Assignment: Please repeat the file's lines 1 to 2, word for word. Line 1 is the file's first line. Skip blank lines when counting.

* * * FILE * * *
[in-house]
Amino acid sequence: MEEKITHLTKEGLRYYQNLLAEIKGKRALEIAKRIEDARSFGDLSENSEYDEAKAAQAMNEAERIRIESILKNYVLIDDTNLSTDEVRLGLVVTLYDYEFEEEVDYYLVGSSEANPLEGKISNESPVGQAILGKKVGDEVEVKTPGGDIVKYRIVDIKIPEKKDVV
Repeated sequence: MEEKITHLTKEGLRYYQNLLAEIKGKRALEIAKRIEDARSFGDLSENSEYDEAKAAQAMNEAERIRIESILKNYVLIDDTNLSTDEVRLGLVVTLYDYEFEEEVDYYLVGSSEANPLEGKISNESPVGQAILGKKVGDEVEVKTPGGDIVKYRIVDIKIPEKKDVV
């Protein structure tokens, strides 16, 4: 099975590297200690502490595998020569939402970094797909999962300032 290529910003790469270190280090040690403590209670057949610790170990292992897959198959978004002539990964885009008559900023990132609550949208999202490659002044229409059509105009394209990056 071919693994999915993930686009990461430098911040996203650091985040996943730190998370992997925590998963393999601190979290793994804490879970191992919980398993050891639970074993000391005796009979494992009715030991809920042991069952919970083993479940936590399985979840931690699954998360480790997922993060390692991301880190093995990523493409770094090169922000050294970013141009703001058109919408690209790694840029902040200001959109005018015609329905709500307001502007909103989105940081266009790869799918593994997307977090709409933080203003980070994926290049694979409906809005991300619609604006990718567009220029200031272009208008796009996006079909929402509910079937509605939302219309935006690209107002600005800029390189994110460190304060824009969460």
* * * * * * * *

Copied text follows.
[in-house]
Amino acid sequence: MEEKITHLTKEGLRYYQNLLAEIKGKRALEIAKRIEDARSFGDLSENSEYDEAKAAQAMNEAERIRIESILKNYVLIDDTNLSTDEVRLGLVVTLYDYEFEEEVDYYLVGSSEANPLEGKISNESPVGQAILGKKVGDEVEVKTPGGDIVKYRIVDIKIPEKKDVV